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Foster Family Service

04/06/2011 12:32PM ● Published by Style

Photo by Dante Fontana

In 1989, Foster Family Service – a non-profit, fully-licensed adoption agency – opened in Placerville and placed its first foster family in South Lake Tahoe.

Designed to provide foster and adoptive parents for children who have been removed from their biological family due to abuse or neglect, Foster Family Service places children (from small babies up to 18-year-olds) in both short and long-term care. In 2008, a headquarters opened in Cameron Park where it actively communicates with all six offices across Central and Northern California, ensuring the best matches between children and foster homes take place.

One of the many jobs of a foster parent is to help ease a child’s fears and to teach he or she everyday life skills. In addition, many children have behavioral challenges and developmental disabilities, so the organization tries to find families who are able to care for those special needs. “We have opportunities each and every day to make life better for the children and families we work with. I greatly value, in fact, consider it an honor working with our foster parents and social workers,” John Johnston, Foster Family Service Executive Director says. The Cameron Park facility has about 30 certified foster families that live in various areas including Georgetown, Pollock Pines, Swansboro and El Dorado Hills.

In addition to emphasizing quality preparedness for each family, Foster Family Service also teaches parenting, positive discipline, and a more basic curriculum called “Parent Project,” which is offered to both certified families and to the biological parents. “Since many of these children are adopted by our foster and adoptive families, we are in continual need of new families to join us,” Johnston says. The first step in becoming a foster parent is making the decision to be committed to helping disadvantaged youth live a better life than the one that has been dealt to them. Becoming a foster parent is not for everyone. Johnston thinks it is a huge commitment and takes much thought as well as a big heart to be able to care for someone else’s child.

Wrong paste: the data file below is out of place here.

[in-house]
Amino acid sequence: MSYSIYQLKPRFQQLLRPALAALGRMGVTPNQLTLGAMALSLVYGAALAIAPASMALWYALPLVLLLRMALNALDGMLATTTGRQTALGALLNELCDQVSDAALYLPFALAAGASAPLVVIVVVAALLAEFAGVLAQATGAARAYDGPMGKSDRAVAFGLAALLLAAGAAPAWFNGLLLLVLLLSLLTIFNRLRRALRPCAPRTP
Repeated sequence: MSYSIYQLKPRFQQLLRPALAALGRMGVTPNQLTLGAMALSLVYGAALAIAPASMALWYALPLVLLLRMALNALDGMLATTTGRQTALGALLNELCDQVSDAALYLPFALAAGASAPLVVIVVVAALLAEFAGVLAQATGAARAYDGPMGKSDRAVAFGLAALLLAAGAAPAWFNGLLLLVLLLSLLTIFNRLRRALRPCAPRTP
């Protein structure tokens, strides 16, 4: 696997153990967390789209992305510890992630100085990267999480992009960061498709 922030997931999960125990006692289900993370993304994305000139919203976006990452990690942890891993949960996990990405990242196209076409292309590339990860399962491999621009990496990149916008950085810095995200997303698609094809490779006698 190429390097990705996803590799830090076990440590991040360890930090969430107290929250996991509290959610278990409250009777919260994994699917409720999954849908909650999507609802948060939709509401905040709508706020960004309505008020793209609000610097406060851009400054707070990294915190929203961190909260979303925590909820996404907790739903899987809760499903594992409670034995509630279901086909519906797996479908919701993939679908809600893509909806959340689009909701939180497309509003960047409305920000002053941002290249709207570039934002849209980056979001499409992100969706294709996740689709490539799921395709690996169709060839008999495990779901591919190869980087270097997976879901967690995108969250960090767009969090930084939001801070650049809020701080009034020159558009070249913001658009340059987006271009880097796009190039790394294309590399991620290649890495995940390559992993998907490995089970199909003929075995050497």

Shockingly, there are about 70,000 children currently in foster care in California. The court usually gives the birth parents up to 18 months to prove their home is a safe environment; the children who do not return home make up the average of 600 children awaiting adoption in California. According to Johnston, about 50 percent of children in foster care will be returned to their biological family, and the other half are in need of either ongoing foster placement or adoption through their foster family.

Since Foster Family Service is a nonprofit, all of the fundraising money it receives is used to fund various services for children placed in foster care including counseling, summer camps and even prom dresses. Coming up in April of this year, the agency will participate in both the Jackson Duck Races and Placerville Kids Expo.


For more information or to volunteer, visit fosterfamilyservice.org or call 530-676-6226.

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